Interference in drawing up organization rules and constitutions and in electing trade union leaders

Workers' and employers' organisations shall have the right to draw up their constitutions and rules, to elect their representatives in full freedom, to organise their administration and activities and to formulate their programmes.

The public authorities shall refrain from any interference which would restrict this right or impede the lawful exercise thereof.

Principles of the ILO supervisory bodies

  1. Legislation should lay down only formal requirements related to trade unions’ constitutions;
  2. Constitutions and rules should not need prior approval at the discretion of the public authorities;
  3. Foreign workers should be allowed to take union office after a reasonable period of residence and conditions of nationality should not be imposed;
  4. Financial administration requirements should be limited to those intended to protect the rights of members and to ensure sound and efficient management;
  5. Legislative provisions on the political activities of organizations should balance their legitimate interest in expressing their point of view regarding the economic and social policies affecting their members and workers in general.

However, purely political activities and trade union activities should be clearly separated to ensure the organization’s independence.


Some examples of State interference

1. In constitutions and rules:

  • Where a first-level trade union may be required by law to conform to the constitution of a single federation;
  • Where the constitution of a new trade union may be subjected by law to approval by the central administration of the existing organization;
  • Where the sole central organization or higher level organizations specified by the law may have the exclusive right to set the by-laws of first-level trade unions;
  • Where the constitutions may have to be drawn up by the public authorities;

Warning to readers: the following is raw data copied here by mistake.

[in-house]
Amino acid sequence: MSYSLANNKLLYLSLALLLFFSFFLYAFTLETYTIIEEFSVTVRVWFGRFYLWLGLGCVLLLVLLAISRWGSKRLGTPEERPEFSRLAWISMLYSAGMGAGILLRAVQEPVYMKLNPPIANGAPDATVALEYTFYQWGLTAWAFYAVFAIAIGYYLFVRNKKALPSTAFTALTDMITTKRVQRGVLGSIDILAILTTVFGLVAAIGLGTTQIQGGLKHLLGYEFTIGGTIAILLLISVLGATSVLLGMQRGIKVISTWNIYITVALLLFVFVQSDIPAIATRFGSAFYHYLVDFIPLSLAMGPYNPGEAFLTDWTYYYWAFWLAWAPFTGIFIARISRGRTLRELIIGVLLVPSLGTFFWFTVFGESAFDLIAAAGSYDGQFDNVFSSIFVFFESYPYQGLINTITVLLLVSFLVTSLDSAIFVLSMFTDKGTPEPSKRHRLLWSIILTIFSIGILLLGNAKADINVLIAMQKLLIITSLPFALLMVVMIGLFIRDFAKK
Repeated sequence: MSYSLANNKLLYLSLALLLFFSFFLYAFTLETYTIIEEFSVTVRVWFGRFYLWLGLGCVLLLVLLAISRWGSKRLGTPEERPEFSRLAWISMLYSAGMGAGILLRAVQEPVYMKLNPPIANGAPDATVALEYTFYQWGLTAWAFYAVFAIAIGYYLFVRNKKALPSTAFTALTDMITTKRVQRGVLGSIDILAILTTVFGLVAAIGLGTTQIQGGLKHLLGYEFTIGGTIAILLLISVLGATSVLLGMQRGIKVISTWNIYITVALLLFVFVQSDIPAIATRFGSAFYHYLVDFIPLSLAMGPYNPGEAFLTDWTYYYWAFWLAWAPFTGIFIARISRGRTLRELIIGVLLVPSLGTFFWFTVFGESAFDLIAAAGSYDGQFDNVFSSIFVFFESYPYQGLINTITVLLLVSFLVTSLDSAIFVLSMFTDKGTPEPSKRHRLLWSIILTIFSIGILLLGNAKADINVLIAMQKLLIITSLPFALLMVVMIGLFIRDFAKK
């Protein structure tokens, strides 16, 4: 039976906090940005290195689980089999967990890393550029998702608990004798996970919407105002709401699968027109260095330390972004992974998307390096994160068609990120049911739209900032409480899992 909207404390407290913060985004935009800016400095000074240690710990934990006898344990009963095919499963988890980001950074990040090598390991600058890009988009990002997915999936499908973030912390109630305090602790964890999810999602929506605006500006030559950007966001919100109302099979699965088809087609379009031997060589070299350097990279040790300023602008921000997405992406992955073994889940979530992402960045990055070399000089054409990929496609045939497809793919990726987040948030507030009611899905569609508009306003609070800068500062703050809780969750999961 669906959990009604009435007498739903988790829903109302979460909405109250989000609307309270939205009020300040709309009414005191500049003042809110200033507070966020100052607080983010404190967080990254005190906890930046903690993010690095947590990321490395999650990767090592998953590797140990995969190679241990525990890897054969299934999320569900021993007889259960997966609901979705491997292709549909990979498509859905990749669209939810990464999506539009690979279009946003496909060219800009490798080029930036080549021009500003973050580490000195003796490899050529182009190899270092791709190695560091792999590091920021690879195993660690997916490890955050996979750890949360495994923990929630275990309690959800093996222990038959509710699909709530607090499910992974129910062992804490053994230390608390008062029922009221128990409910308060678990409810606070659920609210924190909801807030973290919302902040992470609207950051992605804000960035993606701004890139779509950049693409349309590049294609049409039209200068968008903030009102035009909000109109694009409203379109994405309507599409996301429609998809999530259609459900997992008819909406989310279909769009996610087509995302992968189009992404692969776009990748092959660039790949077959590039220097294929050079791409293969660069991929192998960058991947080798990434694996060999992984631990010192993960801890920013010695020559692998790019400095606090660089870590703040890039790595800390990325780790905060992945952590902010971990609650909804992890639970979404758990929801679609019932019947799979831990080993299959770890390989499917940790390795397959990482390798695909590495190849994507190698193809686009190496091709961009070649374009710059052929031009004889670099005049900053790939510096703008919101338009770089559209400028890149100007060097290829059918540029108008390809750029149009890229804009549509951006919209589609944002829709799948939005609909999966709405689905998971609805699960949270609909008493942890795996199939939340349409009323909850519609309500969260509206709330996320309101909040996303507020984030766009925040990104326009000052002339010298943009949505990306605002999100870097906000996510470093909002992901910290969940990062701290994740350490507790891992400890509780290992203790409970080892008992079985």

• Where trade unions may be required to follow a model constitution which contains more than certain purely formal clauses, or to use such a model as a basis;
  • Where the approval of constitutions and rules of occupational organizations is subject to the discretionary power of the public authorities;
  • Where the public authorities have the right to require amendments to constitutions.

2. In the election of representatives:

  • Where very precise rules are laid down in law on the subject of trade union elections, thus enabling the public authorities to interfere in the voting process;
  • Where there is supervision by the administrative authorities or the single trade union central organization of the election procedure, for example by requiring the presence of labour inspectors or representatives of the administration;
  • Where the results of elections must be accepted or approved by the public authorities before they can be given effect;
  • Where legislation requires all candidates for office to belong to the respective occupation, enterprise or production unit, or be actually employed in this occupation, either at the time of candidature or during a certain period prior to election;
  • Where legislation sets nationality as a condition for trade union office;
  • Where political beliefs or affiliations (or lack of them) is set as a condition for trade union office;
  • Where a condition for trade union office is that candidates be free of any criminal conviction;
  • Where a restriction is placed on re-election.

3. In administration and activities:

  • Where the law establishes the minimum contribution of members which should normally be left to the by-laws;
  • Where regulations specify the proportion of union funds that must be paid to the federations or require that certain financial operations, such as the receipt of funds from abroad, be approved by the public authorities;
  • Where administrative authorities have the power to examine the books and other documents of an organization without safeguards of ordinary due process;
  • Where administrative authorities may conduct an investigation and demand information at any time;
  • Where there is a legislative provision interfering with organizations’ right to dispose of all their fixed and movable assets unhindered.

4.  In formulation of programmes:

  • Where organizations are forbidden from making financial contributions for any political activity;
  • Where there is a total ban on any political activities by trade unions;
  • Where legislation establishes a close relationship between trade union organizations and a single political party in power.